Before diving in, it will probably be helpful to define endometriosis. Endometriosis is a condition in which the tissue that normally lines the uterus, or endometrium, grows outside of the uterus on the ovaries, fallopian tubes, or even the intestines.
Each month, endometrial tissue grows inside the uterus to prepare for the fertilization and implantation of an egg. If the egg does not get fertilized by sperm, the uterus will shed the endometrial tissue during menstruation. With endometriosis, the endometrial tissue that grows outside of the uterus often grows on the endometrial lining, potentially creating a physical barrier for an embryo to attach or remain attached for 9 months. In addition, the abnormal tissue may also shed during menstruation and may not have anywhere to properly drain. This trapped tissue can prevent your eggs from traveling through the fallopian tube, which is necessary in order to get pregnant.
Endometriosis can cause physical symptoms, however, in many cases women are asymptomatic. This is known as silent endometriosis. Many asymptomatic women don’t know they have endometriosis until they experience what doctors call “unexplained infertility," a euphemism for not knowing what the actual cause is, or multiple pregnancy losses.
Let’s look at some common signs and symptoms of endometriosis, as well as silent endometriosis, that may help you determine whether or not you have it.
Linking physical symptoms to endometriosis can sometimes be difficult, as it can cause pain in many areas. If you have endometriosis, you may experience pain in your lower abdomen, lower back, pelvis, vagina, and rectum. Some women also suffer from pain during intercourse, as well as during urination and bowel movements.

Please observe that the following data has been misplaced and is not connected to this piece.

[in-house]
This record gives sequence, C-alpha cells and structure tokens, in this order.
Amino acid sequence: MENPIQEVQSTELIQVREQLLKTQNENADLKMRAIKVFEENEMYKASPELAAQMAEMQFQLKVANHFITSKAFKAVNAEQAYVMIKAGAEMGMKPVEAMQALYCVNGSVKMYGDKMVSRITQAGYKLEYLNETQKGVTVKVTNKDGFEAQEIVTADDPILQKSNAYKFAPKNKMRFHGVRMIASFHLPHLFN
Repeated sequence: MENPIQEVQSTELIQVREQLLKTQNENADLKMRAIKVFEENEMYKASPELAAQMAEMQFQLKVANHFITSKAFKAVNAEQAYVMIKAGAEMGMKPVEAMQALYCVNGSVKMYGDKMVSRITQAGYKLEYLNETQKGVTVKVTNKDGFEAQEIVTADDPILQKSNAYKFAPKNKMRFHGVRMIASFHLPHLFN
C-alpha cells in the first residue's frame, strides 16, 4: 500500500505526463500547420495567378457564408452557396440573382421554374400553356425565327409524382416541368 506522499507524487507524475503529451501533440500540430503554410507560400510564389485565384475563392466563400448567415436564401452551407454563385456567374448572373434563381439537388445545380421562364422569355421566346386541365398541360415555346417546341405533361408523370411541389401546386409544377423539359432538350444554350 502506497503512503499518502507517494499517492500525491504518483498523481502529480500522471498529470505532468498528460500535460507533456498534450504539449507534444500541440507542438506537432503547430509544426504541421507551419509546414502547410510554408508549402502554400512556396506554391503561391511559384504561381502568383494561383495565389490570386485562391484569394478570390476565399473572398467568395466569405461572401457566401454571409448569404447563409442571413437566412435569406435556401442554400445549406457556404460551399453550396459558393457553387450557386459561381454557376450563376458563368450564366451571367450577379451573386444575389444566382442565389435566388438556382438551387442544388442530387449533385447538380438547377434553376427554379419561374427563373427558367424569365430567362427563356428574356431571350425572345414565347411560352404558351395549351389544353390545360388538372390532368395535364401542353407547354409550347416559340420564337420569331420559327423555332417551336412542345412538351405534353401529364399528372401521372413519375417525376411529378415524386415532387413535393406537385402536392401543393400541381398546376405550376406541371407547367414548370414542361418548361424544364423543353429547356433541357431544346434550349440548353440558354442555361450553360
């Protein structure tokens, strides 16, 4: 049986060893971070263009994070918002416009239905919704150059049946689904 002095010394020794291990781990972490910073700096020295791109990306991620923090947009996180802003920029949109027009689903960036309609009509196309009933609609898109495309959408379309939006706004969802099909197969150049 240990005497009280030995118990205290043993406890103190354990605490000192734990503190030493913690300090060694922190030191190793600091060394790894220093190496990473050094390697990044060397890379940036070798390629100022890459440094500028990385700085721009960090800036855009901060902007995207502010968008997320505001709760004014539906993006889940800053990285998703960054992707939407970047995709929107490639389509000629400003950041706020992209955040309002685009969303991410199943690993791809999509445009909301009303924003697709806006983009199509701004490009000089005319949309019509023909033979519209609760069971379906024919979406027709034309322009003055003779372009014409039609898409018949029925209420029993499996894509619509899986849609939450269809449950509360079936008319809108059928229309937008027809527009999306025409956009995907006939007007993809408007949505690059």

Endometriosis can also cause menstrual cycle irregularities, such as intense cramps and excessive bleeding, or even more unusual symptoms like diarrhea, constipation, nausea, bloating, and more.
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Silent or Asymptomatic Endometriosis
The term silent endometriosis is used when the condition is present, but you don’t have any physical symptoms or your symptoms are atypical and/or mild. If asymptomatic, some women may live for years without knowing they even have endometriosis. In fact, it takes 7.5 years on average for women with endometriosis to get diagnosed! One can only imagine how this can impact women trying to grow their families.
So, if you don’t have any symptoms, how do you know if you have endometriosis?
Oftentimes, the topic of endometriosis will come up with your healthcare provider when you are trying to conceive. That’s because endometriosis is one of the leading causes of infertility. Endometriosis can block the passage of the egg through the fallopian tube as well as hinder successful implantation, which is why it can also cause issues during IVF. If you have been diagnosed with unexplained infertility or have suffered multiple miscarriages, it may be time to get tested for endometriosis, which can get worse if left untreated.
According to Dr. Bruce Lessey, Reproductive Endocrinologist & Infertility Specialist, and scientific advisor for Receptiva Dx, endometriosis is a leading cause of unexplained infertility and unexplained pregnancy loss. It is also the major cause of IVF failure.
Receptiva Dx is a test performed on an endometrial biopsy to determine whether a woman has an inflammatory condition most often caused by endometriosis. The test looks for a protein called BCL6 in your uterine lining, and the endometrial biopsy can be conveniently taken at a normal visit to your reproductive specialist or OB/GYN's office.
“Based on the use of a novel biomarker, BCL6, we find that whenever there is no apparent reason for achieving or maintaining an early pregnancy, it is almost always endometriosis,” says Dr. Lessey on the connection between BCL6 and endometriosis. In fact, 75% of women with unexplained infertility will test positive for BCL6.
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The bottom line? If you think, for any number of reasons, that you may have endometriosis, don't hesitate to talk to your physician. Whether you have physical symptoms that are either typical or atypical of the condition or you are experiencing unexplained infertility, your healthcare team can help you get a diagnosis and discuss potential treatment options. You don't have to suffer in silence!
Brighid Flynn is a freelance writer based in Philadelphia where she lives with her husband and puppy. She is just beginning her journey toward motherhood.